The Magazine

Is the President a "Dictator"?

Dec 3, 2001, Vol. 7, No. 12 • By DAVID TELL, FOR THE EDITORS
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IT IS NOW a virtually unquestioned assumption of American elite conversation that the law enforcement measures George W. Bush has adopted in the aftermath of September 11 make him, as the New York Times matter-of-factly reports, "only the latest of many presidents to restrict civil liberties in wartime."

There is apocalyptic indignation about this development at the Times editorial page, which excoriates Bush for a "travesty of justice" and a "breathtaking departure" from legal tradition. There is bipartisan grumbling over executive branch unilateralism among legislators on Capitol Hill. On the other hand, leading constitutional lawyers--Laurence Tribe on the "left" and Kenneth Starr on the "right," for example--have generally voiced approval of the administration's moves, citing certain real-world exigencies. And then there is Judge Richard A. Posner of the Seventh U.S. Circuit Court of Appeals, eager as ever to pee on the shoes of civics-class pietism. "It stands to reason that our civil liberties will be curtailed" during national emergencies, Posner snorts in the December Atlantic. "They should be curtailed." Except, the judge adds, with respect to the private enjoyment of heroin and cocaine, which should be decriminalized posthaste (the better, perhaps, to subdue domestic dissent).

So in one sense, reaction is obviously mixed. But at the same time there is something strikingly consistent about most of the commentary so far: its near-total unconcern for substantive detail. Practically everyone is weighing in on the question whether we should be alarmed or relieved that the president has suspended legal protections ordinarily taken for granted in the United States. But hardly a one of them bothers to demonstrate with any precision that the president has, in fact, done anything of the kind. Bush's most splenetic critics, in particular, apparently deem a mere recitation of recent Department of Justice initiatives sufficient to establish that those initiatives have emasculated the Bill of Rights.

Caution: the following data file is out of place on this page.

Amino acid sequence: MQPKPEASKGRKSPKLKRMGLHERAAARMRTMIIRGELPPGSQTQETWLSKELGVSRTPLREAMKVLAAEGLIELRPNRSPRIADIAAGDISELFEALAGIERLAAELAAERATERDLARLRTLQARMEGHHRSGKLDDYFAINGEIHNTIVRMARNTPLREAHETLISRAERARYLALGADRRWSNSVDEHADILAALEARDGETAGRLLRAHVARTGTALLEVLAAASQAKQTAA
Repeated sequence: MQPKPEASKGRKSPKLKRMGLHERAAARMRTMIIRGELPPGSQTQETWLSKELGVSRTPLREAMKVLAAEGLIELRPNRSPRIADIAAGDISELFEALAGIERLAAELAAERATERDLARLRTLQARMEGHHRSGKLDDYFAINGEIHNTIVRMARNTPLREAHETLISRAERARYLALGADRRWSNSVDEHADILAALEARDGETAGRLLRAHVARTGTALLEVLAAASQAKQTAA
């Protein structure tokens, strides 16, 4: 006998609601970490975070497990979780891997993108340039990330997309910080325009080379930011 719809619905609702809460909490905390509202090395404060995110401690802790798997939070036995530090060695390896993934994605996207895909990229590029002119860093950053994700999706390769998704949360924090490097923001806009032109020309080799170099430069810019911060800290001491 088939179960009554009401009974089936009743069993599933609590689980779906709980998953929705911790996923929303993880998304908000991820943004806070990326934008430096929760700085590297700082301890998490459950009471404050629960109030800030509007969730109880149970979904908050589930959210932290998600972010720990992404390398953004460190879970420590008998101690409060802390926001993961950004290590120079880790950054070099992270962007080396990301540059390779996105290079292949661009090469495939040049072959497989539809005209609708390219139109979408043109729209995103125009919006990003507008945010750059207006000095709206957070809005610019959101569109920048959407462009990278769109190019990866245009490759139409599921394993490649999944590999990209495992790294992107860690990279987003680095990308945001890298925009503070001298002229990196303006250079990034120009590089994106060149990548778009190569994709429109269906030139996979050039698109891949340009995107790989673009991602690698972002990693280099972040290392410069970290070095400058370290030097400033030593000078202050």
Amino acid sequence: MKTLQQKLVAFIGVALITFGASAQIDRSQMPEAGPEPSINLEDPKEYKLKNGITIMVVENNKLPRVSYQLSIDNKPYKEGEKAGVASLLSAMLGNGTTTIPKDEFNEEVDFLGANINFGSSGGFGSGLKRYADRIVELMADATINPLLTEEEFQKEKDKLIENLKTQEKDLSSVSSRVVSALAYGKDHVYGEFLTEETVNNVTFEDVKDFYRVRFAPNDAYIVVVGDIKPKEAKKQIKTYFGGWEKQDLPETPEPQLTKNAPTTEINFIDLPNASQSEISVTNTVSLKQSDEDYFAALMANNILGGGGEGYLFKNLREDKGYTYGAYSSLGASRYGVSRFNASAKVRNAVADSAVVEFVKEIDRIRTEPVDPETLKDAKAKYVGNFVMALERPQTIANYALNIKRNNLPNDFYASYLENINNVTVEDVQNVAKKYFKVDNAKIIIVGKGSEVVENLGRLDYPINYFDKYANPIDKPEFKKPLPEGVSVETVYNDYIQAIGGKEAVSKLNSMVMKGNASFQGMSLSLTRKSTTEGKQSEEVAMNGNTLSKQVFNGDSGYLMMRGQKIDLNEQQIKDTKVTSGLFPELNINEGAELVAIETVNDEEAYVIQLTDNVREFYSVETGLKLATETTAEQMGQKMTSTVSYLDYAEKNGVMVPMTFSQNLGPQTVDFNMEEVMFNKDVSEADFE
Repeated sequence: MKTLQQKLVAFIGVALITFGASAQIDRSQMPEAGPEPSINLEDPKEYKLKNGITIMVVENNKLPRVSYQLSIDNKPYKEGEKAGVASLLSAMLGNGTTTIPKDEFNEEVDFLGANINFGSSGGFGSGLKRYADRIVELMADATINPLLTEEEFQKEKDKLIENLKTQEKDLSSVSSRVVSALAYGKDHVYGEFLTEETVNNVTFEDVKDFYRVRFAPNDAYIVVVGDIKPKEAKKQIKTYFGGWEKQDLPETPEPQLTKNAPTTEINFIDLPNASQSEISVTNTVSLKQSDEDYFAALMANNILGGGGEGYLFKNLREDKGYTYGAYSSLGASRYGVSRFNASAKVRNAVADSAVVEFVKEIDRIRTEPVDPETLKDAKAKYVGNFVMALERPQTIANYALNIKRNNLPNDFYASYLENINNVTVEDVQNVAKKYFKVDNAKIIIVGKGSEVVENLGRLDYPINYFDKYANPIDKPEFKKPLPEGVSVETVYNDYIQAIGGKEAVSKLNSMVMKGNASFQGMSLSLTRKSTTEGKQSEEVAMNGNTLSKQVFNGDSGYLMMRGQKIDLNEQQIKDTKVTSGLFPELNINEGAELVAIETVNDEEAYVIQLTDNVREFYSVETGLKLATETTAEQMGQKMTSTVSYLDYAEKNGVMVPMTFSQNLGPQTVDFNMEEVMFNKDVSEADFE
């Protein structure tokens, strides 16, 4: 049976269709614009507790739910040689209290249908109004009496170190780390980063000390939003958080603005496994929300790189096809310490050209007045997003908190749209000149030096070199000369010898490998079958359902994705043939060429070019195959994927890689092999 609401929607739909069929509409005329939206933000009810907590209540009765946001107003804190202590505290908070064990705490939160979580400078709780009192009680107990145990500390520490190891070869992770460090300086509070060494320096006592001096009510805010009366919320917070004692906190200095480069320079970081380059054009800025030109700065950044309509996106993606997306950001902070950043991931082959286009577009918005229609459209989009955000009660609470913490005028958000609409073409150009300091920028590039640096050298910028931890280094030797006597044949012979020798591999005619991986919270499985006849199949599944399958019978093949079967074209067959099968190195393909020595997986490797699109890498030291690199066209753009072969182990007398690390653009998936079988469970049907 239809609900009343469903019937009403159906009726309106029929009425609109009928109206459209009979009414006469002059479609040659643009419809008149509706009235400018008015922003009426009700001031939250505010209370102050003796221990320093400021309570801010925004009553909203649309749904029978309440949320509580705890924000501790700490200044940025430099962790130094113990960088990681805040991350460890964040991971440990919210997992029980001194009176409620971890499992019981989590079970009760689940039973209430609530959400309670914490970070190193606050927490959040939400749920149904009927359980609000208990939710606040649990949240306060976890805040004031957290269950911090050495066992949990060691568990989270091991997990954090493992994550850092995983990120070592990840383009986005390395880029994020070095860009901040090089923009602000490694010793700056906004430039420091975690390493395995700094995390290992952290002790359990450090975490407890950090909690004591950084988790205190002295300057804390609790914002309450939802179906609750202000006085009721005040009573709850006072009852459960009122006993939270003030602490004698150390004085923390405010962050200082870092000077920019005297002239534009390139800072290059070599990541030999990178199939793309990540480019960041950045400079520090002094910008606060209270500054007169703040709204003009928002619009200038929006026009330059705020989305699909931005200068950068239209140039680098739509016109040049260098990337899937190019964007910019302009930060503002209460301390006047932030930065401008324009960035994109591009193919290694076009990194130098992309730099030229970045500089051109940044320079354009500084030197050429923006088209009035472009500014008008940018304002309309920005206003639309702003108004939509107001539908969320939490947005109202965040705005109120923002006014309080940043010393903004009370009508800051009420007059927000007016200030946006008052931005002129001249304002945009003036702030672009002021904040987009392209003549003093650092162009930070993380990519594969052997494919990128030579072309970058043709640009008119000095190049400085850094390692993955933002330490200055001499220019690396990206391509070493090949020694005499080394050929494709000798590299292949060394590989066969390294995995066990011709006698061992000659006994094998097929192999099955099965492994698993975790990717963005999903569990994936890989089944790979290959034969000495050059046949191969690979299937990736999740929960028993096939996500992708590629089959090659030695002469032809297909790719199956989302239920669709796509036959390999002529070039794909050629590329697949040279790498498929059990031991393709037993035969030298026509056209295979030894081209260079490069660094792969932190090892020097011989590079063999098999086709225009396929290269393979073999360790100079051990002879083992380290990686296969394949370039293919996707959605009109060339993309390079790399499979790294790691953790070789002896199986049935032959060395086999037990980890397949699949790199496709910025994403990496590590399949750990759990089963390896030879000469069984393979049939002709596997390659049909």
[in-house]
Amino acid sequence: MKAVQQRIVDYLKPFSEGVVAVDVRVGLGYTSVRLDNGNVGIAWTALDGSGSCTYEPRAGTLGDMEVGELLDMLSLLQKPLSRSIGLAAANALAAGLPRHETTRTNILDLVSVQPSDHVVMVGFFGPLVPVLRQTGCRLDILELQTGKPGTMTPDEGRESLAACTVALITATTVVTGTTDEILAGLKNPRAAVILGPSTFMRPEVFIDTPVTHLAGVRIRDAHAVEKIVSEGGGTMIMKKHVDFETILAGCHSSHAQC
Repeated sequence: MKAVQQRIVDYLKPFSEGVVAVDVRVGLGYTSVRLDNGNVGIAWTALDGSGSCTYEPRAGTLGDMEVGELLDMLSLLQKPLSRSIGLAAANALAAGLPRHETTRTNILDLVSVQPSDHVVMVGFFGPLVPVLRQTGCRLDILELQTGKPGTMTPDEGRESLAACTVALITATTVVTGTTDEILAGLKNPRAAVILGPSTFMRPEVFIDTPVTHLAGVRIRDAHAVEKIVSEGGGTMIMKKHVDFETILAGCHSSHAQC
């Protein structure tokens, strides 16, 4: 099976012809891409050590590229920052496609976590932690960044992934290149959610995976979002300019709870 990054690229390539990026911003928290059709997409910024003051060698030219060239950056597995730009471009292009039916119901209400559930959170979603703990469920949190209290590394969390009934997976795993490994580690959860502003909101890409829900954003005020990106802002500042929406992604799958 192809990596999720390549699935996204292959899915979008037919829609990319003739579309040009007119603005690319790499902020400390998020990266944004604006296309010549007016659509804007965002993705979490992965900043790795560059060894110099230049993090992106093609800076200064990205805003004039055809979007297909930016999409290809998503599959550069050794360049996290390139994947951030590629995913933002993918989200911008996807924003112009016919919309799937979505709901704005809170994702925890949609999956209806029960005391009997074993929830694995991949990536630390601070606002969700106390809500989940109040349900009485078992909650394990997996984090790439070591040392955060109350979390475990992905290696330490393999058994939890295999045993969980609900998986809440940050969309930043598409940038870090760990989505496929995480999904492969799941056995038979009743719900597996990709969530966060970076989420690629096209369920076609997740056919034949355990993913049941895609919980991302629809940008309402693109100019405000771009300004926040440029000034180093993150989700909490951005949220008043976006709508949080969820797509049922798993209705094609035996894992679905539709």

This is quite weird, really. Anyone with an average IQ and an Internet connection can perform the kind of legal research necessary to reach a minimally creditable judgment about the constitutional character of the Bush administration's anti-terrorism campaign. But a job like this takes more time and mental effort than most of us prefer to expend. So we have come to depend on professional journalists and politicians to do the bulk of it for us. Which is fine--as long as they're actually doing it. Say, in the ordinary course of events, that the punditburo reports the president of the United States has lately "assumed...dictatorial powers" (syndicated columnist William Safire, November 15). We would like to think that any such conclusion was based on a more than passing familiarity with the relevant statutes and regulations and Supreme Court precedents, wouldn't we? And we should therefore expect to find some evidence to that effect in the work of our designated opinionmakers, shouldn't we?

But we don't. Instead we find this, and it is altogether bizarre: George W. Bush is nowadays everywhere and constantly criticized for anti-terrorism "decrees" that allegedly disdain the standard procedural guarantees of American law--by people who themselves disdain to explain, or simply don't know, exactly what those guarantees might be.

For instance. Just this past June, the Supreme Court decided a case called Zadvydas v. Davis involving, among other things, the extent to which the Fifth Amendment limits the federal government's authority to incarcerate aliens it is attempting to deport. Here the Court was sharply divided, and its narrow holding was logically problematic, to say the least: In certain limited circumstances, the majority appeared to rule, a criminal alien whose presence in the United States is otherwise and completely illegal still enjoys a constitutional right to be set free on our streets. Nevertheless, despite the peculiarity of its bottom-line reasoning, much of the Zadvydas decision remains directly applicable to the current controversy over whether the Bush presidency has become a tyranny.

Over the past two and a half months, since the World Trade Center and Pentagon atrocities, John Ashcroft's Justice Department has "subjected" more than 1,000 foreign nationals temporarily resident in the United States, most all of them of Arab descent or Muslim faith, to "summary," "secret," and "indefinite" detention--"beyond review" by the federal courts. The program so characterized has been widely and bitterly condemned as unconstitutional. Richard Cohen of the Washington Post informs us that the detentions are so outlandishly unconstitutional, in fact, as to constitute an "American gulag."